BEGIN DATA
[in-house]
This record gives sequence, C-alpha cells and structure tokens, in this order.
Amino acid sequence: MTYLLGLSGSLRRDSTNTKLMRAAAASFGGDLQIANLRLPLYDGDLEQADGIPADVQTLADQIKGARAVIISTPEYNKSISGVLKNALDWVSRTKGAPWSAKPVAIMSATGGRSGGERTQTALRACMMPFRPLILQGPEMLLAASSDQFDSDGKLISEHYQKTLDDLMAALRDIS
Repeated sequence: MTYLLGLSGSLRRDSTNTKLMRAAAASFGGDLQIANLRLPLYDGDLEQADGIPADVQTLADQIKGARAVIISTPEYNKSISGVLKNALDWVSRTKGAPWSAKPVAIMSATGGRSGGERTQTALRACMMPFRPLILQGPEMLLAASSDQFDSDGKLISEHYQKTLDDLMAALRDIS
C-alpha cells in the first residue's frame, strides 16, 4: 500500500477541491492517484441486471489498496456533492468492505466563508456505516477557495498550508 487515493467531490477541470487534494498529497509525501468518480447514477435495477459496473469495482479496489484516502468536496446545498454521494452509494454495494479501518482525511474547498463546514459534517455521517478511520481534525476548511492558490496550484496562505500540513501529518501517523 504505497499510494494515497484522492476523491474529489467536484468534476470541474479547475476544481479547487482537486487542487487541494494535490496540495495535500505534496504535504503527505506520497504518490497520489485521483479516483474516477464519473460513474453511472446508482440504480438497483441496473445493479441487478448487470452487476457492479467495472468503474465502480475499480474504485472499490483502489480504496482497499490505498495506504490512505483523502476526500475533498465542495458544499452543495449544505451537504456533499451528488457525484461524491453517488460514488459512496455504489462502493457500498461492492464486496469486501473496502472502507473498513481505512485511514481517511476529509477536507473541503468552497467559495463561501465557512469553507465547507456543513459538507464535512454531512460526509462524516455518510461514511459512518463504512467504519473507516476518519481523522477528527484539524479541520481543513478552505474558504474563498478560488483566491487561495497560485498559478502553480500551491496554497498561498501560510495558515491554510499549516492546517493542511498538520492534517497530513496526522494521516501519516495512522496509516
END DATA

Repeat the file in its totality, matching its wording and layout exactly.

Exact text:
[in-house]
This record gives sequence, C-alpha cells and structure tokens, in this order.
Amino acid sequence: MTYLLGLSGSLRRDSTNTKLMRAAAASFGGDLQIANLRLPLYDGDLEQADGIPADVQTLADQIKGARAVIISTPEYNKSISGVLKNALDWVSRTKGAPWSAKPVAIMSATGGRSGGERTQTALRACMMPFRPLILQGPEMLLAASSDQFDSDGKLISEHYQKTLDDLMAALRDIS
Repeated sequence: MTYLLGLSGSLRRDSTNTKLMRAAAASFGGDLQIANLRLPLYDGDLEQADGIPADVQTLADQIKGARAVIISTPEYNKSISGVLKNALDWVSRTKGAPWSAKPVAIMSATGGRSGGERTQTALRACMMPFRPLILQGPEMLLAASSDQFDSDGKLISEHYQKTLDDLMAALRDIS
C-alpha cells in the first residue's frame, strides 16, 4: 500500500477541491492517484441486471489498496456533492468492505466563508456505516477557495498550508 487515493467531490477541470487534494498529497509525501468518480447514477435495477459496473469495482479496489484516502468536496446545498454521494452509494454495494479501518482525511474547498463546514459534517455521517478511520481534525476548511492558490496550484496562505500540513501529518501517523 504505497499510494494515497484522492476523491474529489467536484468534476470541474479547475476544481479547487482537486487542487487541494494535490496540495495535500505534496504535504503527505506520497504518490497520489485521483479516483474516477464519473460513474453511472446508482440504480438497483441496473445493479441487478448487470452487476457492479467495472468503474465502480475499480474504485472499490483502489480504496482497499490505498495506504490512505483523502476526500475533498465542495458544499452543495449544505451537504456533499451528488457525484461524491453517488460514488459512496455504489462502493457500498461492492464486496469486501473496502472502507473498513481505512485511514481517511476529509477536507473541503468552497467559495463561501465557512469553507465547507456543513459538507464535512454531512460526509462524516455518510461514511459512518463504512467504519473507516476518519481523522477528527484539524479541520481543513478552505474558504474563498478560488483566491487561495497560485498559478502553480500551491496554497498561498501560510495558515491554510499549516492546517493542511498538520492534517497530513496526522494521516501519516495512522496509516